Compliance with the Income Tax Act and the Goods and Services Tax Act.
Depending on the frequency of compliance, there are three types of compliance:
- Periodic compliance: Periodic compliances are conformities that a company must comply with on a periodic basis. Unlike annual compliance, this type of match occurs at regular intervals several times a year. These requirements may be required quarterly or semi-annually.
- Annual compliance: Annual compliance is compliance that must be met once a year. Every year, the company must necessarily meet these requirements. For example, a company must annually do the following: - Filing GST - Filing TDS (Withholding Tax Deduction) under the Income Tax Act - Compliance with RBI Requirements - Compliance with SEBI Rules and Regulations - Annual Financial Statements
- Event-based compliance: As mentioned earlier, there are three types of matching; one of them is eventful. This means that these matches are only required in the event of a specific event or company action. • In accordance with RBI and FEMA rules, there are two event-based correspondences:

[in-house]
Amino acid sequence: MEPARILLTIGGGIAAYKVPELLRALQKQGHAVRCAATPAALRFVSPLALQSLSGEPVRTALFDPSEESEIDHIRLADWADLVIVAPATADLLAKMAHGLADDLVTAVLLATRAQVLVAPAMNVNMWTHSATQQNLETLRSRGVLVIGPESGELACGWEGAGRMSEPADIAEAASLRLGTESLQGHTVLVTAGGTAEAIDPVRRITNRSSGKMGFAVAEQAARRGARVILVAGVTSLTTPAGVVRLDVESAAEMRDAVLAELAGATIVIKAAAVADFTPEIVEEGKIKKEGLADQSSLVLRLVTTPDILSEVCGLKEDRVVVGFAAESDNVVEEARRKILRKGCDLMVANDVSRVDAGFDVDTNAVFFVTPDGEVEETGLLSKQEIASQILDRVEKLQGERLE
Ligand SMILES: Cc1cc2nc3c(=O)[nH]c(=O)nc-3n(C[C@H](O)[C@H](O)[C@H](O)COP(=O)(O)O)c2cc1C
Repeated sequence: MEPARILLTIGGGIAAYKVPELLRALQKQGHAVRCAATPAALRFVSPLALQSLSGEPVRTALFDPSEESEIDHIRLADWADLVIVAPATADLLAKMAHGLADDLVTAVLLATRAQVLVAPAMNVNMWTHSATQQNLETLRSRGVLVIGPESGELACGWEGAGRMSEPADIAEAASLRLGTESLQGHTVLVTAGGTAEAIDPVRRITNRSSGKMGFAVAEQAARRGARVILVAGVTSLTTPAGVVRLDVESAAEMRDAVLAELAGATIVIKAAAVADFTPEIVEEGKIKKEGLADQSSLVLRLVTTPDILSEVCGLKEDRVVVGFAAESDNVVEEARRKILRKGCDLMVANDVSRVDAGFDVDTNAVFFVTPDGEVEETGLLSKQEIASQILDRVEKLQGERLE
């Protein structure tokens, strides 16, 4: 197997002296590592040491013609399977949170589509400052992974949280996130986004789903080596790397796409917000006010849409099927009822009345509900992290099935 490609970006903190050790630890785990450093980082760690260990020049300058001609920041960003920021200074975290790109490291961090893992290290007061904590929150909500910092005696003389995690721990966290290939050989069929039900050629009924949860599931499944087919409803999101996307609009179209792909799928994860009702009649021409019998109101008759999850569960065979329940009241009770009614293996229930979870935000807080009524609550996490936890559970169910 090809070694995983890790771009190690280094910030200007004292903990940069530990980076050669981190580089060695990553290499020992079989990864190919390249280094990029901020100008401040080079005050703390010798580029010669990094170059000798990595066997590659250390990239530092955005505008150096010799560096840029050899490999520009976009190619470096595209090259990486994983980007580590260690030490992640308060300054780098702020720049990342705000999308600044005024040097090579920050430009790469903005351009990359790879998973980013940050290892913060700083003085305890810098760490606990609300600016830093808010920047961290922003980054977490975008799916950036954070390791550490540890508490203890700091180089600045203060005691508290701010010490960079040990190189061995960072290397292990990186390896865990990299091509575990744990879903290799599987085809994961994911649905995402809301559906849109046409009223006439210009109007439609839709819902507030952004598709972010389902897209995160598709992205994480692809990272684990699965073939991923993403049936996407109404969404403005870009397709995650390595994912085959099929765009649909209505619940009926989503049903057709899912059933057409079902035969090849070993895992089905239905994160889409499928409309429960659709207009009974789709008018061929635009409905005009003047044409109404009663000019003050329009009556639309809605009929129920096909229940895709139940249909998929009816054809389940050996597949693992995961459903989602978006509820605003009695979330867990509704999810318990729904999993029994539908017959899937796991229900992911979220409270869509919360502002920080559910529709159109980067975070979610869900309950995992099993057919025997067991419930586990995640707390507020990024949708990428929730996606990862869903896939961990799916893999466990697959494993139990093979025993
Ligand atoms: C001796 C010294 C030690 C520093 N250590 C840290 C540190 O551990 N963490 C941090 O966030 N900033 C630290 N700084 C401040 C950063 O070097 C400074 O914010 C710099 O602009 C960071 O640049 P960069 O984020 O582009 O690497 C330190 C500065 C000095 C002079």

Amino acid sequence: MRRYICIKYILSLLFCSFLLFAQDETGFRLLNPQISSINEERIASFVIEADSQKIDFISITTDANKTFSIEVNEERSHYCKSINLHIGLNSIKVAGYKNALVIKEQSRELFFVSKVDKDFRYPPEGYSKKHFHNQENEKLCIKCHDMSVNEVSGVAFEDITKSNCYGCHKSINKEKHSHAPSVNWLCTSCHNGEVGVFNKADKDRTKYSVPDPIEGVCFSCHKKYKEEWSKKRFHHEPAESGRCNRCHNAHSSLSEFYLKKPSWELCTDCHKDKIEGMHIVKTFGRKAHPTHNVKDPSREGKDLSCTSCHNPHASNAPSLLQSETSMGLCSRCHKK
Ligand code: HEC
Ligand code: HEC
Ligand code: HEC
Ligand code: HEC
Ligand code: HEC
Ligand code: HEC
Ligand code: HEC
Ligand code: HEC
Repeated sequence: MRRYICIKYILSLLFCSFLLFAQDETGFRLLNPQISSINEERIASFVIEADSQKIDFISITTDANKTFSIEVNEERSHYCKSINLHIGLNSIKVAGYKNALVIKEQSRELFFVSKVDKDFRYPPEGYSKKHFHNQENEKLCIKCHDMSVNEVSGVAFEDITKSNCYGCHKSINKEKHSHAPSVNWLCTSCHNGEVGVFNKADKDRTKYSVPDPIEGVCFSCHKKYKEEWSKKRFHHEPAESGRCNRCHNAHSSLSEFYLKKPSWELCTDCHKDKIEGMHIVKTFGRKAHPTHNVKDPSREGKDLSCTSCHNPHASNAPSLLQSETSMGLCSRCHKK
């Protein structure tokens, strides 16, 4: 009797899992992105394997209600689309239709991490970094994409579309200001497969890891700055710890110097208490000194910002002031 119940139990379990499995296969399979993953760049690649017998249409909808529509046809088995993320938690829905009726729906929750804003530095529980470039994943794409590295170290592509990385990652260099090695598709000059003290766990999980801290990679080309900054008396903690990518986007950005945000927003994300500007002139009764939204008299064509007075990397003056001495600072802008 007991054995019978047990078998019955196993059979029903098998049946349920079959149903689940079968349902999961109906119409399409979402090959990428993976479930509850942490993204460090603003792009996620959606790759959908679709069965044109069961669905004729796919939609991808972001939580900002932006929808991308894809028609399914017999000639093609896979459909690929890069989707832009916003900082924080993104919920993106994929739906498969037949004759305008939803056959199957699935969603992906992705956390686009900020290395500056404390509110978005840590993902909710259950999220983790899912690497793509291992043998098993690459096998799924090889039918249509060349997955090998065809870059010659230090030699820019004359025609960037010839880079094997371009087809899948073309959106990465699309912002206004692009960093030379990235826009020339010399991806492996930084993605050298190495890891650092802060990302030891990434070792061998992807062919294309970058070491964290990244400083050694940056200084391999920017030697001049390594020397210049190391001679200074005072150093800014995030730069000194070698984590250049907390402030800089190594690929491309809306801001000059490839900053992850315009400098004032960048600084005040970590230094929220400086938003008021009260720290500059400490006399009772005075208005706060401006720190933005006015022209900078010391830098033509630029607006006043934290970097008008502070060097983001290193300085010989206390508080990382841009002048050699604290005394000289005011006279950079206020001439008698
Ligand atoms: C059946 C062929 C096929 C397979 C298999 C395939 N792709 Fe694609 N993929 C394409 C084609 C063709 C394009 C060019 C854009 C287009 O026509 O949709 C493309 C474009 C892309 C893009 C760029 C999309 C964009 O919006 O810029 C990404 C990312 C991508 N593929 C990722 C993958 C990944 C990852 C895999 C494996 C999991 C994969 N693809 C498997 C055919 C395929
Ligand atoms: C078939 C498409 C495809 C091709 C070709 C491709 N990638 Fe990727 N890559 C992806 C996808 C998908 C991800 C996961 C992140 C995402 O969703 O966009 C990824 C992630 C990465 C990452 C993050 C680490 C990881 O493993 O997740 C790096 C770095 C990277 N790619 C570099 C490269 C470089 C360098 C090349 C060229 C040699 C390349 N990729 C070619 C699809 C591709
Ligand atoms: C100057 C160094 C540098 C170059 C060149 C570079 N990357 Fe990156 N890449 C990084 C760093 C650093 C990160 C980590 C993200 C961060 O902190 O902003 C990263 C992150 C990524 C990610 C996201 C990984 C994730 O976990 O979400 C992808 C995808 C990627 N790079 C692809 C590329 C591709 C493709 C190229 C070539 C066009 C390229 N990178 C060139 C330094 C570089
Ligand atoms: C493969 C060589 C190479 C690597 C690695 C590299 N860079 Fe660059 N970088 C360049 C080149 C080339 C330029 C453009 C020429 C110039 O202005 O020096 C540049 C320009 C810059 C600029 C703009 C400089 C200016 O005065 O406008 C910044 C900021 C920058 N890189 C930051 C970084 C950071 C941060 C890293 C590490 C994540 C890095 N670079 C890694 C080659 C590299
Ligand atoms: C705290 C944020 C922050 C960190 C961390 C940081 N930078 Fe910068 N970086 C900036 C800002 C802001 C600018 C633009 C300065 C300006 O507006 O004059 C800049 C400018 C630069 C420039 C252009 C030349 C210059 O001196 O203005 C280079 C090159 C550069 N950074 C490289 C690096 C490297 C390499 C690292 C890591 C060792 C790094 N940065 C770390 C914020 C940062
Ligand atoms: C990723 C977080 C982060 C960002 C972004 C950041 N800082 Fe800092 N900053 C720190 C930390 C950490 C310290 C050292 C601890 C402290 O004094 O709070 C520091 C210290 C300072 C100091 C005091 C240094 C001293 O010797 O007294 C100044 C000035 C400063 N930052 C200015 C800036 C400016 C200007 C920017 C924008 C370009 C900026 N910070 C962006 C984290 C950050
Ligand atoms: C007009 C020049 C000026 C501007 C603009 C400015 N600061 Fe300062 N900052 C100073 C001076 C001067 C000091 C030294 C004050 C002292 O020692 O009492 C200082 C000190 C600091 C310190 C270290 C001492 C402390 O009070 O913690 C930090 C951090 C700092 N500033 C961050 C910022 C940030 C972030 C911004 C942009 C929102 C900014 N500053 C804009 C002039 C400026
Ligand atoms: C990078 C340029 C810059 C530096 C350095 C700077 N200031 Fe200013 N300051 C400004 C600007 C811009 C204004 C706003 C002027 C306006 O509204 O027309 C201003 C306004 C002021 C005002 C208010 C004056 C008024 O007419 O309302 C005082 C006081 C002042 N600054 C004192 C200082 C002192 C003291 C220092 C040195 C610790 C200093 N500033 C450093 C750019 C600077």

• FC-TRS: This applies to the transfer of shares of a foreign subsidiary between a resident Indian and a non-resident investor or vice versa. Such a transfer may be effected by sale or gift. The foreign direct investment policy requires that such a transaction be reported within sixty days from the date of transfer. The obligation to complete this form is imposed on the resident of India or the invested company, as the case may be. This is regardless of whether a resident of India is an interpreter or a recipient.